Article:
I should state up front that I do not use Twitter. I have occasionally followed a link to Twitter, but I don’t linger there. It is a confusing mess that seems to bring out the very worst in people. It seems that Twitter is starting to realize this, and to understand that the solution may not be in controlling who has access to Twitter, but in how the system rewards its users. We all respond to incentives. We all, to some degree, are rewards junkies – when certain behaviors are rewarded, we repeat and amplify those behaviors to receive more of those rewards. Twitter’s problem, as its CEO Jack Dorsey has begun to understand, is that it rewards awful behavior, rage, groupthink, bullying, and dehumanizing its users. A Buzzfeed article from May 15th details how Twitter is experimenting with a new interface – one that reduces the incentives for the worst of behavior, and perhaps restores some humanity.
In its early years Twitter optimized for engagement, which engagement features (replies, and the like and retweet buttons) and metrics (number of followers, likes, retweets, and replies) help to deliver. So now it’s trying to shift what it encourages people to do.
Advertisement revenue largely funds Twitter, and advertisers pay based on how often their ads are seen by Twitter users. For Twitter to maximize revenue, therefore, it needs to keep people active and engaged on the platform, and to keep them engaged it needs a constant churn of tweets. These tweets can either form conversations, or they can be endless re-tweets of what others have said, either to support or tear them down. Their character limit precludes long-form replies, so what gets attention tends to be either the outrageous or the pithy. The incentives at play are the accumulation of followers, as well as replies, retweets, and likes — the more people you get to follow you, the more your tweets are recirculated, the more people respond to them either in outrage or support (or outrage at the support, etc.), and the more they are liked, the more you as a user are rewarded, and the more attention you get. With hundreds of millions of users worldwide, a large count of followers helps you to rise above the din – especially as those followers will retweet your own work to people who would otherwise not know who you are. This system is especially good at rewarding outrage and anger – there are ample incentives to be horrible, and to band together with other horrible people either for prestige or protection. And Twitter is losing members.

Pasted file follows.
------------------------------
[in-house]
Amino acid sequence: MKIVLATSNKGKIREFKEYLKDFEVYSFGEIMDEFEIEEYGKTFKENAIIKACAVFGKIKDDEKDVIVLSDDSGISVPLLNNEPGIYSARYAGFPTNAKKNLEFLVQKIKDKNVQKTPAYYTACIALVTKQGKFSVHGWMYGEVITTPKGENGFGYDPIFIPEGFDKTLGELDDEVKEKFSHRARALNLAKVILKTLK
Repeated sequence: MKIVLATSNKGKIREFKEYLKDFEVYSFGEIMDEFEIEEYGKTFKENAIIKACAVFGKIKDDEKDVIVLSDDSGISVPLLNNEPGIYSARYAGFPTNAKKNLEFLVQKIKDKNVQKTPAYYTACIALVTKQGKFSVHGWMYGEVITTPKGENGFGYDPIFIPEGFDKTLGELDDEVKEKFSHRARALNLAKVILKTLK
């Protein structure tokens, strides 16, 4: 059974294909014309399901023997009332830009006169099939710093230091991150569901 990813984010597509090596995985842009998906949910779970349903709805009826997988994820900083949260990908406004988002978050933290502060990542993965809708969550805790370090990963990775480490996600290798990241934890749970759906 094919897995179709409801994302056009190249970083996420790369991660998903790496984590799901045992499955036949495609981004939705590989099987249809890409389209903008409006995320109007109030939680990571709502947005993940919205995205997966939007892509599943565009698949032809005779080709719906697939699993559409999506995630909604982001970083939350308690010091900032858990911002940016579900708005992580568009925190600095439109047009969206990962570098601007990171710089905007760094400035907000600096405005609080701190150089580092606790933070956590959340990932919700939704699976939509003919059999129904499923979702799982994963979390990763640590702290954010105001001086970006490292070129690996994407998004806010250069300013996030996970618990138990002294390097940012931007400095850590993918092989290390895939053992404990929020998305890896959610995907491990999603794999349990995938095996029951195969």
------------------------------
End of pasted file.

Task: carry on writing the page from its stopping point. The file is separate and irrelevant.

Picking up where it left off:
One user, @matthewreid, replying to Stone, summed up the issues facing Twitter nicely: “A quick scroll through many of these replies illustrates what made this place I love so toxic. Bullying. Mob mentality. Insufferable knowitalls.” Twitter CEO Dorsey has admitted the same himself: “I also don’t feel good about how Twitter tends to incentivize outrage, fast takes, short term thinking, echo chambers, and fragmented conversation and consideration.”
In 1998, Adam Hochschild published King Leopold’s Ghost, about how Leopold II of Belgium, through fraud and barbarism, carved out the Congo River basin as his personal slave plantation and turned it into one of the worst examples of colonialism ever to darken human history. The podcast series Our Fake History, hosted by Sebastian Major, recently ran a three-part series exploring both this book and other source material on the Congo. One of the especially notable horrors of that time was how human hands became a sort of nightmarish currency of trade. You see, colonial troops would be issued ammunition for their rifles, but were not allowed to expend that ammunition except for “legitimate” cases of need. If you used all of your allotment of ammo, you would not be issued more without proof. What was that required proof? The severed hands of the people you shot. Of course, in a small skirmish, one might fire many rounds that would miss, or fail to kill. Well, better make up those numbers…
In just a couple of years, this led to soldiers massacring or maiming entire villages, tribes raiding and slaughtering other tribes to have hands to barter for goods or weapons, and all manner of other brutalities one can envision. Terrible incentives lead to terrible behavior.
Twitter’s incentives (particularly likes and retweets) reward vanity, rage, and humiliation — we’re not seeing the bartering of severed hands, but we are seeing the rewarding of other forms of dehumanizing behavior. Whatever behavior you reward, you will see more of that behavior. If you reward barbarism, you will get more barbarism. Other social media platforms are suffering similar problems: